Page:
So that will be sorted out today and Sunday will see various Post & Echo people Twittering, texting and phoning in their experiences to the live blog, along with readers. Should be really exciting.
In other news Ben Johnson has apologised to the Post and Echo journalists for calling us all lazy. He rang both papers to say he meant to say the national press, not the local ones, so I guess I can forgive him for that.
Don’t know if my hard-working friends on the nationals will be so kind about his work next time they get to write about it though…
So, today I learned: Streaming without wifi is slow and painful; streaming without wifi and in gale force winds is an absolute bloody dead loss.
I like to think I can search for a lesson in even the most mundane of defeats…
I can even see the funny side of a post being accidentally put on the publicly-facing site by a twat who perceptively named himself/herself T.W.A.T (I told one manager it stood for Tunbridge Wells Automotive Trust and it was a well-known anacronym – for a few beautiful seconds he believed me.
Then the Post editor Mark Thomas, Echo editor Ali Machray and I went to the opening of the Liverpool Cityscape painting at the Walker Art Gallery. It was a gathering of the great and good, who had rocked up in the name of Art, fizzy wine and nibbles.
Then artist Ben Johnson got up to make a speech… and 20 minutes later was still talking, oblivious to his audience’s growing distraction.
People had stopped listening… right up until he thanked the press office for “having to deal with bloody lazy press” and “managing to drag lazy reporters in so they could see what we were doing”.
Well, the bloody ACRES of coverage this inflated ass has got in the local media doesn’t bear telling. So Mark, Ali and I signalled our appreciation of his comments by Walking Out In A Huff.
The look on the Glitterarti’s faces was, in a word, picturesque.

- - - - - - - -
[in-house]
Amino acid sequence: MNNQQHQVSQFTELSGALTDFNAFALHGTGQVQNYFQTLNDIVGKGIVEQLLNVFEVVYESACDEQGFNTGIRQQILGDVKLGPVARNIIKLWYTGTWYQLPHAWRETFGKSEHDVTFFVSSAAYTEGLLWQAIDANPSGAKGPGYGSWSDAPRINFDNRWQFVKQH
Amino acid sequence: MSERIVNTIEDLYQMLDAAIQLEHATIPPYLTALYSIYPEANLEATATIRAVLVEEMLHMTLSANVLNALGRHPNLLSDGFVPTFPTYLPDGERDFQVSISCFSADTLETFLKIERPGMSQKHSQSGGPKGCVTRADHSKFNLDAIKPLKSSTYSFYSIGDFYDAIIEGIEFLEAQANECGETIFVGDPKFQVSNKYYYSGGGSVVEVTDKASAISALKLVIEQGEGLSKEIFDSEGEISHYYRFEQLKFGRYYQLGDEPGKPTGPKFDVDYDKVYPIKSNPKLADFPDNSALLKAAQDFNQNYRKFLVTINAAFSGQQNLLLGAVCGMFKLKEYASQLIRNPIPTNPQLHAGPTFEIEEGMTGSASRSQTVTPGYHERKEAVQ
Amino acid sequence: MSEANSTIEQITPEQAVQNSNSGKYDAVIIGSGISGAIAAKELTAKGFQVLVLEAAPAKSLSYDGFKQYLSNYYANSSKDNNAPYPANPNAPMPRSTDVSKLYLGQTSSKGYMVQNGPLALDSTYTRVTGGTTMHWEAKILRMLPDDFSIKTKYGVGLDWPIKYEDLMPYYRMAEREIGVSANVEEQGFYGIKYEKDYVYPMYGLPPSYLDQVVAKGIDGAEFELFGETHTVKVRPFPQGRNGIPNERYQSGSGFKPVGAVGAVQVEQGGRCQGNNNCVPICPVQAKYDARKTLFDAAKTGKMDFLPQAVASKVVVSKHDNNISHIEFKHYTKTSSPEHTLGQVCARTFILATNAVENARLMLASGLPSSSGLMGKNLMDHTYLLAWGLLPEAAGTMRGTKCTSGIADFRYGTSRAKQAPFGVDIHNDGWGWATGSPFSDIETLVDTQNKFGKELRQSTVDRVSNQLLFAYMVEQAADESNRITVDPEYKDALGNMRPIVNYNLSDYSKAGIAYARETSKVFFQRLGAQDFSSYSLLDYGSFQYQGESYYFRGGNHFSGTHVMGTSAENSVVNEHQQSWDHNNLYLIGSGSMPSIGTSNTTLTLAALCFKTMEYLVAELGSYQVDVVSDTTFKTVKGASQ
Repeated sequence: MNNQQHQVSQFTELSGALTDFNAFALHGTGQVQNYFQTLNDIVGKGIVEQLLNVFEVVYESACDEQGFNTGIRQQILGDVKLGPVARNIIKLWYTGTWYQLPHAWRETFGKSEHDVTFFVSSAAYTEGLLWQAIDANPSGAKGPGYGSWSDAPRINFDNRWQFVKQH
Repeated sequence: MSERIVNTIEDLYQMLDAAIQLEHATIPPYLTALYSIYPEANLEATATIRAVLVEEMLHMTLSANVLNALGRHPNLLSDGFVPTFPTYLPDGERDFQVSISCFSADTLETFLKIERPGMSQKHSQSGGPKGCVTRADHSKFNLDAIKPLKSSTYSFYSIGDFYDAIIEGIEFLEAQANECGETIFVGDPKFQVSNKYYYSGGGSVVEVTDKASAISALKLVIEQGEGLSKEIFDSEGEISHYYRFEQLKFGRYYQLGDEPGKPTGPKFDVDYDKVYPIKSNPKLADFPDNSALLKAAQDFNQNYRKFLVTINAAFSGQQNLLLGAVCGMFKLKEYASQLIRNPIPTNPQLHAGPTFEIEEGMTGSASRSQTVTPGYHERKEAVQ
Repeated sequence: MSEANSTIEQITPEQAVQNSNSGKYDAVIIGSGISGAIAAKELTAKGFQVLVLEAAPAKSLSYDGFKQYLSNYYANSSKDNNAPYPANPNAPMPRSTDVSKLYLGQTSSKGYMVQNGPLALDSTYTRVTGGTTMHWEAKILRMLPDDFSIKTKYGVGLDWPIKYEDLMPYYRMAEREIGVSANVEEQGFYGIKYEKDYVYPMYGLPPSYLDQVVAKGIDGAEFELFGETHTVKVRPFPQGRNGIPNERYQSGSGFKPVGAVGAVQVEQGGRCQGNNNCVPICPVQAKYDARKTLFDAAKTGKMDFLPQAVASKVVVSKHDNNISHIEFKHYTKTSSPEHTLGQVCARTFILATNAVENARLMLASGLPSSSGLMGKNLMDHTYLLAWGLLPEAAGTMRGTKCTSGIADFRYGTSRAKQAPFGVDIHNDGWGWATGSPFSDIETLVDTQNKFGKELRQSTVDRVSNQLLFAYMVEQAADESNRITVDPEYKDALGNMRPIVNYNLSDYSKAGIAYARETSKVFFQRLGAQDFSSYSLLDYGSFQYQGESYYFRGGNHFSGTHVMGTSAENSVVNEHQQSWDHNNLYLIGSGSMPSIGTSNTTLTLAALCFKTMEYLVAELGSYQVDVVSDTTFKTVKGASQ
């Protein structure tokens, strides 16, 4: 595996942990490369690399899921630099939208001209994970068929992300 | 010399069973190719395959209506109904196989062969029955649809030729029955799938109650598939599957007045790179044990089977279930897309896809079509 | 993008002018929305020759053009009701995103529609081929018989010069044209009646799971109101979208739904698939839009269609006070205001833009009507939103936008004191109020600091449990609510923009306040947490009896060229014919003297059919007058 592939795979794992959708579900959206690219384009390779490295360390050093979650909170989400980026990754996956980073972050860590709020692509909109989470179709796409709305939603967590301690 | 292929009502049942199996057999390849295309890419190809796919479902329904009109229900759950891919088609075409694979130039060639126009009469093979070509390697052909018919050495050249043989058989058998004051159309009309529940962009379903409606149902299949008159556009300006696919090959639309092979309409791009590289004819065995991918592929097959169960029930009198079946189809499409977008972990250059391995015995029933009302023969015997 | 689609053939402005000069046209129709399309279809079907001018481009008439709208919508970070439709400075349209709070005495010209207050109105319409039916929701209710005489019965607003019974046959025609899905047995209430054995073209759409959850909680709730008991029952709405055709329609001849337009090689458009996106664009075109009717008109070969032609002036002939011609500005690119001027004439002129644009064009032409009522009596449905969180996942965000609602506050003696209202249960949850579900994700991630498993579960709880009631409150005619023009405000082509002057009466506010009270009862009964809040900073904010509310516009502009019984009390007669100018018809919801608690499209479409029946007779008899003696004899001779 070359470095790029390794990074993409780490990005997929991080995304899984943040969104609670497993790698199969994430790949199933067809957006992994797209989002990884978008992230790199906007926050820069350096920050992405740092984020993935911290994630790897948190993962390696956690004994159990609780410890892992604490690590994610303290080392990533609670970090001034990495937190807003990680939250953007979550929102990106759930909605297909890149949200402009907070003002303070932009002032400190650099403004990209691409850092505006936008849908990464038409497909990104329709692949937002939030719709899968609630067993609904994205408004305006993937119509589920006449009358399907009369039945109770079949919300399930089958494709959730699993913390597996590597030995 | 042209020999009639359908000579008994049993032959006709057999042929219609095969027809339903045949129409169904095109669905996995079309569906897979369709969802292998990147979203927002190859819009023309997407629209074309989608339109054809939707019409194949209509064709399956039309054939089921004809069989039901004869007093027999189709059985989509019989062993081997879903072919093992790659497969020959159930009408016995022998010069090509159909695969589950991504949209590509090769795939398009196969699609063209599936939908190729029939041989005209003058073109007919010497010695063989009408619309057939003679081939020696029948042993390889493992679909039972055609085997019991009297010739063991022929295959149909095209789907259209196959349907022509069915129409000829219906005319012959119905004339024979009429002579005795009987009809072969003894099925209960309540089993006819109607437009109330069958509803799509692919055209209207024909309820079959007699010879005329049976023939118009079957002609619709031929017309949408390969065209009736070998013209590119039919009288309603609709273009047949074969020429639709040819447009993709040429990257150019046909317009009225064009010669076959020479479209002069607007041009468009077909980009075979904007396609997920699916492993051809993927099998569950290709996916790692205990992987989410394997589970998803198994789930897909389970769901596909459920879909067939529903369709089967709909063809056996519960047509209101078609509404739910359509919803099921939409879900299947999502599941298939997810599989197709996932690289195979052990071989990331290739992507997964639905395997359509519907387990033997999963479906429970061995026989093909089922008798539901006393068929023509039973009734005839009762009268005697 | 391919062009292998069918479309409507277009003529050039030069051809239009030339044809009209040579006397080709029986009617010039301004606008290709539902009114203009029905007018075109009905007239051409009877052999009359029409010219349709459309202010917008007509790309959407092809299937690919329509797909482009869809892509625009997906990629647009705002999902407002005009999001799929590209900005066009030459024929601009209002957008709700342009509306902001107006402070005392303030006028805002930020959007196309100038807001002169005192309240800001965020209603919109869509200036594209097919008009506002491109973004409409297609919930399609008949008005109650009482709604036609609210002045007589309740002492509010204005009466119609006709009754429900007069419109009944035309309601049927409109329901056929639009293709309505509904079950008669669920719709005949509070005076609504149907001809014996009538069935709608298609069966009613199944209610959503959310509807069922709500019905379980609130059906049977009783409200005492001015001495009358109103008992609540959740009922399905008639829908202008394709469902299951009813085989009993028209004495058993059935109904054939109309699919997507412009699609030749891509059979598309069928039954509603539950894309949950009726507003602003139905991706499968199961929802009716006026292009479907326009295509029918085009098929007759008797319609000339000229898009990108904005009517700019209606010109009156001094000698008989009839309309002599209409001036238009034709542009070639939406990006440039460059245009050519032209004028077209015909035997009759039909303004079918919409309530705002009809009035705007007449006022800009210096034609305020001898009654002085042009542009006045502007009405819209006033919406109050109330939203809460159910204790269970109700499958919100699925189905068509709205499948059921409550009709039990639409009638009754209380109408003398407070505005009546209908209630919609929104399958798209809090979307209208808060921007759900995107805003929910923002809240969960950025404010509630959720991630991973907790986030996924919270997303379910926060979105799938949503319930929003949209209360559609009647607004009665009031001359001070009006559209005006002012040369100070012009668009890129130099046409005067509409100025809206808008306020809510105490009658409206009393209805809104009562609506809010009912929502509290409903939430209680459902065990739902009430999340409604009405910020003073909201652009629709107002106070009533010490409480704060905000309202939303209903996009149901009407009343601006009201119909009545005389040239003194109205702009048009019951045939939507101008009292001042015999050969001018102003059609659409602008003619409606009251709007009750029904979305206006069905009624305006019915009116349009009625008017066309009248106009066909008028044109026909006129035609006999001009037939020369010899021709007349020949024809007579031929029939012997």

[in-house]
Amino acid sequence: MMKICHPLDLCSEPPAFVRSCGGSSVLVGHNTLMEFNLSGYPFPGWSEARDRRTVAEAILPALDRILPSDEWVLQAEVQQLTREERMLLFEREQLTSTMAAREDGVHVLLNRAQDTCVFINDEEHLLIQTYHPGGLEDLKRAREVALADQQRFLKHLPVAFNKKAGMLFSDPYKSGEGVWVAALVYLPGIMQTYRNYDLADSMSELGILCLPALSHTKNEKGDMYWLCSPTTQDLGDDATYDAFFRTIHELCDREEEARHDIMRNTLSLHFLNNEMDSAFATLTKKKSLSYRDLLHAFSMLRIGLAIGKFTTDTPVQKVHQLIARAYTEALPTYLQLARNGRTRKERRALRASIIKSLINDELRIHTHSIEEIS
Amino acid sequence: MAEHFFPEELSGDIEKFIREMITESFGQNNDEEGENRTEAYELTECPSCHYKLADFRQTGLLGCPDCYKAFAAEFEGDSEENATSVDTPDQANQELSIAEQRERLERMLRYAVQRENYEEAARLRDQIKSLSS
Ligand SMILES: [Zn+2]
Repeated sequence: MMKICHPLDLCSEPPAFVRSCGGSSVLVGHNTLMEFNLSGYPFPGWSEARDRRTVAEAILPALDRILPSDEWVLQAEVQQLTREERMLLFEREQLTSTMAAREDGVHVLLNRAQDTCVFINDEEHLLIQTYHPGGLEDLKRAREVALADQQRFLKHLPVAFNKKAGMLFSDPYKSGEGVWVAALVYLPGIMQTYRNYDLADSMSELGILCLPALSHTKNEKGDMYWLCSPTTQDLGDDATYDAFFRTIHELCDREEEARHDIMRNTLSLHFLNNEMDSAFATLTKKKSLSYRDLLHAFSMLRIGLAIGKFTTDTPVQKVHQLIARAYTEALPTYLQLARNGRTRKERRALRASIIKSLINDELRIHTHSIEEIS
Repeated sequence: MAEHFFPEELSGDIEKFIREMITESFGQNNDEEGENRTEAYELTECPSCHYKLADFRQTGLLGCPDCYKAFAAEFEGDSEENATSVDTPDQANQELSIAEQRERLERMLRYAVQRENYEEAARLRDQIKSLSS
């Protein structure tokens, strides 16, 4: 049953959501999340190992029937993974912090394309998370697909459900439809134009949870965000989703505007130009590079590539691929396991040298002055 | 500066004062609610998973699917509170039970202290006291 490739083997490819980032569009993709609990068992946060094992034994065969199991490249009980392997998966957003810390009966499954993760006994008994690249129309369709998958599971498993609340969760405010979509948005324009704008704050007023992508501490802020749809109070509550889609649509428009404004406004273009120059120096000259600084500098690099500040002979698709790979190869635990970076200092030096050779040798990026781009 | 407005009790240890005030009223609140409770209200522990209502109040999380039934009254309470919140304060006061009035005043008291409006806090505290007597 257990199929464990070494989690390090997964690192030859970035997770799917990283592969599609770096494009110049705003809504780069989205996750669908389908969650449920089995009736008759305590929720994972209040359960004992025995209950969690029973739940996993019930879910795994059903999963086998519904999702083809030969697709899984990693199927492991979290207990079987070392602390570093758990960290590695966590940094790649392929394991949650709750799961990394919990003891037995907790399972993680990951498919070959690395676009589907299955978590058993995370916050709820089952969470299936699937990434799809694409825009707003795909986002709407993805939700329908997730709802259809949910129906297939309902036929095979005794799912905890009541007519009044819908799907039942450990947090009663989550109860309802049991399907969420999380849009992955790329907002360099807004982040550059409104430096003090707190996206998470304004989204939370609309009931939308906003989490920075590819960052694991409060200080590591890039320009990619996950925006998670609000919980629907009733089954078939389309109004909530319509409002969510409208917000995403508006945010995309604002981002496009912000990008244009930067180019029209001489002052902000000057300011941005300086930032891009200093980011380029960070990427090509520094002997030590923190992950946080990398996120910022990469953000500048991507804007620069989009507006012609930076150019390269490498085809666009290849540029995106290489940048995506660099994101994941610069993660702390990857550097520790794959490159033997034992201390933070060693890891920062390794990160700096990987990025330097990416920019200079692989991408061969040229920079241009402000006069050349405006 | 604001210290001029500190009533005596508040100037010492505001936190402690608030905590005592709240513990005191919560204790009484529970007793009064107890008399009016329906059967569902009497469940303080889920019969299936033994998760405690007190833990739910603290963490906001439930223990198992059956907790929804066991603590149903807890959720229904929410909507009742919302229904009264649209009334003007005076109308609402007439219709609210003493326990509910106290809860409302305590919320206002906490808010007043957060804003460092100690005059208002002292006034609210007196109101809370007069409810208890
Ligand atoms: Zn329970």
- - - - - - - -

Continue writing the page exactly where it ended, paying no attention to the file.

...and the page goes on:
I’m naming this phenomenon geo-nagging (i.e. the ability of others to find me, wherever I may be, and give me problems) and I’ve Had Enough.
The latest random act of geo-nagging was someone I had never even seen before (probably using GPS) tracking me down so he could refuse to move chairs for a meeting. The chairs weren’t fixed to the floor you understand… but they weren’t being moved by his staff either.
Life was much simpler when you just had to negotiate your way past the loosely-tethered rottweiler to push a doorbell that may or may not work and then wheedle your way into the front room of a family whose little darling had just been banged up for some random thuggery – and then persuade them to talk about it.
I posted Markmedia‘s reply to my Utterz here because it’s actually a far more lucid and interesting answer than my ramble deserved.
Mark makes an excellent point about newspapers having to become a hub; I was talking to Neil MacDonald about this earlier although I used the phrase ‘toolbox’ – giving them as much information as we can in our online space and providing them links to expert external sites that can inform them further.
Mark is right – our products (paper and online) can be hubs for the audience. We need to make our sites indispensible – an information port of call – rather than a repository of our news. Users should be able to add to that information bank, as with wikis, and put up external links. If we don’t offer the service, readers will find somewhere else that does. People use papers and websites in the most disposable of ways – occupying time on a bus, or searching for information, consuming it and moving on.
The idea of loyalty (“our readers love the paper”)is a myth repeated by journalists but we’re only fooling ourselves; our audience will stay with us if we can attract and hold their attention – if we can’t they will move on.